One of his more notable limitations as an initiator is his handle. A bit loose and robotic, it poses issues in traffic and hinders his driving game. To counter those shortcomings, Bridges has maximized the scope of his 6’6 frame and 7’1 wingspan. He spirals around defenders and reaches where he wishes to venture. He surveys the floor before attacking. His 7.5 drives per game blow past last season’s career-high of 4.4. A year prior, he was at 3.5. He’s more than doubled that clip in the span of two seasons, an indicator of his heightened assertiveness.
Given his physical tools, midrange comfort, and elevated release point, bothering his intermediate pull-ups is quite challenging. He’s also dishing out some physicality rather than being neutralized by it offensively. The blueprint for virtually everything he’s doing with the Nets arose in Phoenix this season. It’s merely referred to more often nowadays.
Bridges’ budding creation is so encouraging because none of it has silenced his longstanding off-ball prowess. Ten of his 17 makes on Wednesday came via assists. He’s still a premier and perceptive cutter. On the break, his length and keen recognition of space overwhelm defenders en route to layups or dunks. When someone else commandeers the half-court offense, his spot-up prowess (40.7 percent on catch-and-shoot triples this season) ensures he remains a prominent threat. If defenses fully commit to prevent his quality outside looks, he’s similarly adept burning closeouts. In a series of words that keep popping up: The Suns utilized all of these traits for years. Early on, the Nets are doing the same. He’s routinely fashioning easy chances.
Bridges is 26 years old. His prime is just beginning. Brooklyn, as currently constructed, is not a title contender. Yet it’s easy to envision a world where he slots in as a malleable secondary or tertiary offensive option for a championship-caliber club. Once almost exclusively confined to cutting, transition reps, and off-ball shooting in the NBA, has proven that he’s a bona fide second-side creator this season.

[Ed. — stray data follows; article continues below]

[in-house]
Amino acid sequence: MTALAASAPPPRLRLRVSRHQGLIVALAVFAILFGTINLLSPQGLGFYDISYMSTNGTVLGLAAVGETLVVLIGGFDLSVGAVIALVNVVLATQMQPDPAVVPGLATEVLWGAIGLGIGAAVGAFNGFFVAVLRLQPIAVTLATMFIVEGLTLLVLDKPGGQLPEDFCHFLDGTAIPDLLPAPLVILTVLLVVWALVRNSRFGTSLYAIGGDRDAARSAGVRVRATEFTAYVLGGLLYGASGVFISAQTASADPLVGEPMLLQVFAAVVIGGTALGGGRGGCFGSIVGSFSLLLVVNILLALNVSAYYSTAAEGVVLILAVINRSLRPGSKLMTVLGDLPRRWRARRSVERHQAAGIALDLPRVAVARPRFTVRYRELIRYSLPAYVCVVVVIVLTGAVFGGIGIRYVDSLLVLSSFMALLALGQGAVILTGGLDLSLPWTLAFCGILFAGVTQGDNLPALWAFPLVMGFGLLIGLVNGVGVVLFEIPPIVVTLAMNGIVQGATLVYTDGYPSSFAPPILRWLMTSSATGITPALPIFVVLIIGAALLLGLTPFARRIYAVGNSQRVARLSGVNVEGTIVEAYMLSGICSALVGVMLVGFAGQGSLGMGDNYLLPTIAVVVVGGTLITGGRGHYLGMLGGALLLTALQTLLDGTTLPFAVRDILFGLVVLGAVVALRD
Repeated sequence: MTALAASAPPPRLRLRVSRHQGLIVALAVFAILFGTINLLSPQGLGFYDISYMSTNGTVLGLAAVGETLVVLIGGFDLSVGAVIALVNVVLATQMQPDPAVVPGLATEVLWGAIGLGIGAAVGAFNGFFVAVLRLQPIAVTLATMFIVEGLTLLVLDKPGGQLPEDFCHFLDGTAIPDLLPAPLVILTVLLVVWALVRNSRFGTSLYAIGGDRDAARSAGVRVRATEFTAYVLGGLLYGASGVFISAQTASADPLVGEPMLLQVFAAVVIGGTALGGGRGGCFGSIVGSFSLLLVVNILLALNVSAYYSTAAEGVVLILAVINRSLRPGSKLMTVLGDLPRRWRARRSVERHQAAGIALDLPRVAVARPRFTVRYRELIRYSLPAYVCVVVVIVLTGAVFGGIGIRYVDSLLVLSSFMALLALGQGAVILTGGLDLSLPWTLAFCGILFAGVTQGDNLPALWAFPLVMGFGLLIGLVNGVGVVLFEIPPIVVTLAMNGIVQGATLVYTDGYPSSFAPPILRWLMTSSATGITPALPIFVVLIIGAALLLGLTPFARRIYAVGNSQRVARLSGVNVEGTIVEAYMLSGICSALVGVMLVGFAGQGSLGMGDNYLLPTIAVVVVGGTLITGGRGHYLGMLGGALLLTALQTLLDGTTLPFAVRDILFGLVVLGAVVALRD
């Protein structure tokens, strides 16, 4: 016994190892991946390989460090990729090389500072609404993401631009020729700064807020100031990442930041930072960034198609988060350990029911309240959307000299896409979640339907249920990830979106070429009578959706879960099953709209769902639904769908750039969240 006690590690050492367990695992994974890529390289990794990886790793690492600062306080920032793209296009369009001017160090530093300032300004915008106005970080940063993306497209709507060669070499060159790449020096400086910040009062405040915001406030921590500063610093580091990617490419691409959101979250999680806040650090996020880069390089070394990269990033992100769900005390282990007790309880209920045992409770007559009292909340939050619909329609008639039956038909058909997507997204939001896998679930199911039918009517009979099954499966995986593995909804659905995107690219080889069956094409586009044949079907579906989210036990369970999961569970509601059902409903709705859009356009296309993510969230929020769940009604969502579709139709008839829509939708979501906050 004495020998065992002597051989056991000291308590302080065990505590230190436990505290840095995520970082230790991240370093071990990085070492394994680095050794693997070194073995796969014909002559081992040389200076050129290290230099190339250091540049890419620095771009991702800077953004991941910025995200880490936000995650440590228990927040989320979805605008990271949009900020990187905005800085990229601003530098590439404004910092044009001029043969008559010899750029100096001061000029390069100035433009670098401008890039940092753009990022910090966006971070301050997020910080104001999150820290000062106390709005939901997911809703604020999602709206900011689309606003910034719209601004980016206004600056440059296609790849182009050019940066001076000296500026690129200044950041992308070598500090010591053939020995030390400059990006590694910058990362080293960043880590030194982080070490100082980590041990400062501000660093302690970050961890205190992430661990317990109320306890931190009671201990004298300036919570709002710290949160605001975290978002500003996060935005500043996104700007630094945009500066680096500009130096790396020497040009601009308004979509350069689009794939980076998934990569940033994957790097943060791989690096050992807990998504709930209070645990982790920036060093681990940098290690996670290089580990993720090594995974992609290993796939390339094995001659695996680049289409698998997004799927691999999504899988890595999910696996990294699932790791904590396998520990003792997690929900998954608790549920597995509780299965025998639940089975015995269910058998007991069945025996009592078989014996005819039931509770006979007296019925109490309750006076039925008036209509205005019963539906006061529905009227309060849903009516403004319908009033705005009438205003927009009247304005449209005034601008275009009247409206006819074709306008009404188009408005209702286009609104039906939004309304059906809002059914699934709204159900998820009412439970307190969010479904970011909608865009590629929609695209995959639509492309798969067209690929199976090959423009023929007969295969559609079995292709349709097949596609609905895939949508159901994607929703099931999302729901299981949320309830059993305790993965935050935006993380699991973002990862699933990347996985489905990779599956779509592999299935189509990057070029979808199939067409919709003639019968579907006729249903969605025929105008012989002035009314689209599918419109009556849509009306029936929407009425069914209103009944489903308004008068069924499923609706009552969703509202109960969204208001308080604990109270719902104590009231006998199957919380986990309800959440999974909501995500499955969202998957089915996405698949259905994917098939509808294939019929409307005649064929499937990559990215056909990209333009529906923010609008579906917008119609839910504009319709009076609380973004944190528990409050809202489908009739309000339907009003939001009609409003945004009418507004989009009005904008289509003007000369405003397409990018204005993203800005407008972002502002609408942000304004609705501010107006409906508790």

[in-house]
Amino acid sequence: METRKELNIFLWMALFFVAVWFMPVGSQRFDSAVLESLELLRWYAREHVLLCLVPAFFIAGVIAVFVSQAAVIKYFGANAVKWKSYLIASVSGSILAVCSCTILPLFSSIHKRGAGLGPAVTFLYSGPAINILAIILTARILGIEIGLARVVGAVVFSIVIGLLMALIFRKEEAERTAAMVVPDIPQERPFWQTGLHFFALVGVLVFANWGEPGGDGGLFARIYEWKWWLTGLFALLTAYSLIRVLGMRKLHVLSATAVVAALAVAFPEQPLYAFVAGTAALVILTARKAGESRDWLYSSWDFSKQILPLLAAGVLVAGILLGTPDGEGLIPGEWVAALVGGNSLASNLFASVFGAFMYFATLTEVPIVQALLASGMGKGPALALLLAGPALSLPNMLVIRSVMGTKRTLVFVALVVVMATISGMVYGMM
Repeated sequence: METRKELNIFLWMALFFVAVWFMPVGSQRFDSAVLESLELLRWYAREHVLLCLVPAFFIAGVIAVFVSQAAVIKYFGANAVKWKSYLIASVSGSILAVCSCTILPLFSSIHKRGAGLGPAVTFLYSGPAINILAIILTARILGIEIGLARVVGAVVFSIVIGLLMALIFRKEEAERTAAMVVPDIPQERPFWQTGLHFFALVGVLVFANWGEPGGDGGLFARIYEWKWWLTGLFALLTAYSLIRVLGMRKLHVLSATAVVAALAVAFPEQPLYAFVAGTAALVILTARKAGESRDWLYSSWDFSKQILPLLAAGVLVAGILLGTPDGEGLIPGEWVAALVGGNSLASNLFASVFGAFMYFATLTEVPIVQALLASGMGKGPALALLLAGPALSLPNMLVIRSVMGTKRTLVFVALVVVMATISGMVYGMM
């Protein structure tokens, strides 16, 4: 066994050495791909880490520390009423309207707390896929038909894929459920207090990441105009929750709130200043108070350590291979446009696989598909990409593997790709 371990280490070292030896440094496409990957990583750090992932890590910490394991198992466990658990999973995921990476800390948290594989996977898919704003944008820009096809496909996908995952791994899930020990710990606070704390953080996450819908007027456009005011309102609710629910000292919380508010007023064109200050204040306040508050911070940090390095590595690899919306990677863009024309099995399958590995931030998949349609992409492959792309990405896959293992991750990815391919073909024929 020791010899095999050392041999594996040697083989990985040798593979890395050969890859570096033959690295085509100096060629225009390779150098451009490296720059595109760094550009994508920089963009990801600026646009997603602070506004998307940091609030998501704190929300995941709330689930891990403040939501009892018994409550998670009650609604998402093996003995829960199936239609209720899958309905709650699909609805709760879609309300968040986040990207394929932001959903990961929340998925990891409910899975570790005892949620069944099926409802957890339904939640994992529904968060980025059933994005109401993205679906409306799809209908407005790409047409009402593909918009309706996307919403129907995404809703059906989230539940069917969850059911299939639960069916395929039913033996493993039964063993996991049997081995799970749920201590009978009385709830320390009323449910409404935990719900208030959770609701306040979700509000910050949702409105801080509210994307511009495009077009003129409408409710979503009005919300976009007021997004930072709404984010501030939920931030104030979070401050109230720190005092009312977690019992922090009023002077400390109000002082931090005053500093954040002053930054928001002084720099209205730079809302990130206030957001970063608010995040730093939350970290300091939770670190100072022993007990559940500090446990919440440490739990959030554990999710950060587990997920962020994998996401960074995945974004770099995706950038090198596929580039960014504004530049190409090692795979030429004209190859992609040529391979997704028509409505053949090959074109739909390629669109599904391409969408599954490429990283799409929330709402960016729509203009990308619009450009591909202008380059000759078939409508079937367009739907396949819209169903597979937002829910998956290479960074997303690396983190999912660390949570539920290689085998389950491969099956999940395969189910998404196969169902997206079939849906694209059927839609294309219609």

And of course, while all of this analyzes the steps forward he’s taken as an offensive player, there is also the fact he’s the reigning Defensive Player of the Year runner-up and one of the league’s foremost perimeter stoppers. Bridges has struggled throughout various points of his last two playoff runs because of timid offensive touches and certain matchups mitigating his defensive impact (see: Doncic, Luka).
Both events could transpire again, but he seems much better prepared whenever that next go-round comes, which could be as soon as two months away — while the Nets traded away two All-NBA caliber player, they currently are 2.5 games up on the 7-seed in the Eastern Conference, six games up on the 9-seed, and 8.5 games ahead of the 11-seed with 24 games left this season. They might not need the play-in tournament to earn a postseason berth, but if they do, they will almost certainly get two shots (if needed) to secure a spot in the playoffs.
Bridges’ offense bloomed this year in Phoenix. The franchise clearly believed in his eventual stardom and wanted to facilitate its arrival. His new team evidently feels similarly and is providing him the runway to actualize it. The norm certainly won’t be 45 points moving forward. But Wednesday’s dominance was an apt summation of his strides and the possibilities that lay head as he helps usher in this era of Brooklyn basketball.